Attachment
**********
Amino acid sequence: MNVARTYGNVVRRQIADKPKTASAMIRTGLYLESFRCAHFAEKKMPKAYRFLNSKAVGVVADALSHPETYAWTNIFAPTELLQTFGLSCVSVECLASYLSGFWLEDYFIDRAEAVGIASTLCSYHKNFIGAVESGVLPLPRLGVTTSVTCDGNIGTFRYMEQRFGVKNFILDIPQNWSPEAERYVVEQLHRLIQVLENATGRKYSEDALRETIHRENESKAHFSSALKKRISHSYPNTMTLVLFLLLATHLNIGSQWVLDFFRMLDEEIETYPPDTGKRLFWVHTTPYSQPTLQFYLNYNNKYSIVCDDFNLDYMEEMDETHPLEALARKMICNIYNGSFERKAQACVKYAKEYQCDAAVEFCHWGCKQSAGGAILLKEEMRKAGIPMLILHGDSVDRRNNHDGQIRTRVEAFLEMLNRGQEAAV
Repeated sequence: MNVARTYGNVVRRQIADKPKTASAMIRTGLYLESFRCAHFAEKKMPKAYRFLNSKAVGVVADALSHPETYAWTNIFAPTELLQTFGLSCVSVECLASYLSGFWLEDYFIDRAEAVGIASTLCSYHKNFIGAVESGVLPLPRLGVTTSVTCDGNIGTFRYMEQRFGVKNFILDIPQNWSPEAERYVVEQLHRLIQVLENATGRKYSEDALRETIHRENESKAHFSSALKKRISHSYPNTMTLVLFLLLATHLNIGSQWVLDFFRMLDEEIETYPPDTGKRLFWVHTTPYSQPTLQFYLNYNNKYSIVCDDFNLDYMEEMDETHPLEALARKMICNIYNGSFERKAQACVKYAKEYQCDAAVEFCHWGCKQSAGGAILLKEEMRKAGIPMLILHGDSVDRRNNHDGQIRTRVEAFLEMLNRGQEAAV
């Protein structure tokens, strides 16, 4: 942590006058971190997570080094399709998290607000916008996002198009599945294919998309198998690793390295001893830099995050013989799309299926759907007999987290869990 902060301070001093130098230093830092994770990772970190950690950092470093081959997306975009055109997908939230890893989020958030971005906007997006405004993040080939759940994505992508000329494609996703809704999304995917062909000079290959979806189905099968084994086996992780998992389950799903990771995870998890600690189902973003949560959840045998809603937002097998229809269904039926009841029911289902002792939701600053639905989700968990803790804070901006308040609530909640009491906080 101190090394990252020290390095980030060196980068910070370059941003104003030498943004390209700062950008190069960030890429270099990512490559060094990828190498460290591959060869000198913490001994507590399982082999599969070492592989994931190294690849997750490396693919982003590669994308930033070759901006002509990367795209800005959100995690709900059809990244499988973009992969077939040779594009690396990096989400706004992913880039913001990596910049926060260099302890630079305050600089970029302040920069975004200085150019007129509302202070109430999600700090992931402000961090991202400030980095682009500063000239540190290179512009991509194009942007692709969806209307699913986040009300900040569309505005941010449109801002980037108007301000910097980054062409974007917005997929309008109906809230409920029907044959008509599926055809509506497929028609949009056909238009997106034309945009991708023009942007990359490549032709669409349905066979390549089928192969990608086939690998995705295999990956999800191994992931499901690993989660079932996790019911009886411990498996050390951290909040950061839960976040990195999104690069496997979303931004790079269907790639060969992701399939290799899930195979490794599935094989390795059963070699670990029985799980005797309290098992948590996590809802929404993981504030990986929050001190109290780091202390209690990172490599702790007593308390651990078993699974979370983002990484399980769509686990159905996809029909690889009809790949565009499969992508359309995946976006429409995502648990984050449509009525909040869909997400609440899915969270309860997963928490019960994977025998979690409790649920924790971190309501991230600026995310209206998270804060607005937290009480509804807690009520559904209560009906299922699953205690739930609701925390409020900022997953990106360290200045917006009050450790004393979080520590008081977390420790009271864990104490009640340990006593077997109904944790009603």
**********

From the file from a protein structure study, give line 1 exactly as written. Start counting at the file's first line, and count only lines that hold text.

Amino acid sequence: MNVARTYGNVVRRQIADKPKTASAMIRTGLYLESFRCAHFAEKKMPKAYRFLNSKAVGVVADALSHPETYAWTNIFAPTELLQTFGLSCVSVECLASYLSGFWLEDYFIDRAEAVGIASTLCSYHKNFIGAVESGVLPLPRLGVTTSVTCDGNIGTFRYMEQRFGVKNFILDIPQNWSPEAERYVVEQLHRLIQVLENATGRKYSEDALRETIHRENESKAHFSSALKKRISHSYPNTMTLVLFLLLATHLNIGSQWVLDFFRMLDEEIETYPPDTGKRLFWVHTTPYSQPTLQFYLNYNNKYSIVCDDFNLDYMEEMDETHPLEALARKMICNIYNGSFERKAQACVKYAKEYQCDAAVEFCHWGCKQSAGGAILLKEEMRKAGIPMLILHGDSVDRRNNHDGQIRTRVEAFLEMLNRGQEAAV